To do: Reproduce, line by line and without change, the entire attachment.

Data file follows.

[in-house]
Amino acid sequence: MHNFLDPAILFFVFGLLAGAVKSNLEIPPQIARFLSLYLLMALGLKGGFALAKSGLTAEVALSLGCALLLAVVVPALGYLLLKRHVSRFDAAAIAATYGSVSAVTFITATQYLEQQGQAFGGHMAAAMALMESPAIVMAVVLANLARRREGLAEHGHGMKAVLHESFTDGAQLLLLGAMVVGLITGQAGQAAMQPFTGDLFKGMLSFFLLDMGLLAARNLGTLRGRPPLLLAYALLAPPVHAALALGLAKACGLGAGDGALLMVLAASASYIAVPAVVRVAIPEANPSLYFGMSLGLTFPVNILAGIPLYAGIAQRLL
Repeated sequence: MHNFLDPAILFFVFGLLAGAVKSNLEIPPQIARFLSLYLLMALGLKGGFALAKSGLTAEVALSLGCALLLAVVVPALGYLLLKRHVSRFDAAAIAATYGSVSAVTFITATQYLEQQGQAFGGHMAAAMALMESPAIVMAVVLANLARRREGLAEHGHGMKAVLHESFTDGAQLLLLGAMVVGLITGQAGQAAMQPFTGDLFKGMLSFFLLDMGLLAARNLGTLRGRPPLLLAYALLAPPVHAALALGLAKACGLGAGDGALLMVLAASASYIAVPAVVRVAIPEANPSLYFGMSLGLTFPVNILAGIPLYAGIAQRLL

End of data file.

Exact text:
[in-house]
Amino acid sequence: MHNFLDPAILFFVFGLLAGAVKSNLEIPPQIARFLSLYLLMALGLKGGFALAKSGLTAEVALSLGCALLLAVVVPALGYLLLKRHVSRFDAAAIAATYGSVSAVTFITATQYLEQQGQAFGGHMAAAMALMESPAIVMAVVLANLARRREGLAEHGHGMKAVLHESFTDGAQLLLLGAMVVGLITGQAGQAAMQPFTGDLFKGMLSFFLLDMGLLAARNLGTLRGRPPLLLAYALLAPPVHAALALGLAKACGLGAGDGALLMVLAASASYIAVPAVVRVAIPEANPSLYFGMSLGLTFPVNILAGIPLYAGIAQRLL
Repeated sequence: MHNFLDPAILFFVFGLLAGAVKSNLEIPPQIARFLSLYLLMALGLKGGFALAKSGLTAEVALSLGCALLLAVVVPALGYLLLKRHVSRFDAAAIAATYGSVSAVTFITATQYLEQQGQAFGGHMAAAMALMESPAIVMAVVLANLARRREGLAEHGHGMKAVLHESFTDGAQLLLLGAMVVGLITGQAGQAAMQPFTGDLFKGMLSFFLLDMGLLAARNLGTLRGRPPLLLAYALLAPPVHAALALGLAKACGLGAGDGALLMVLAASASYIAVPAVVRVAIPEANPSLYFGMSLGLTFPVNILAGIPLYAGIAQRLL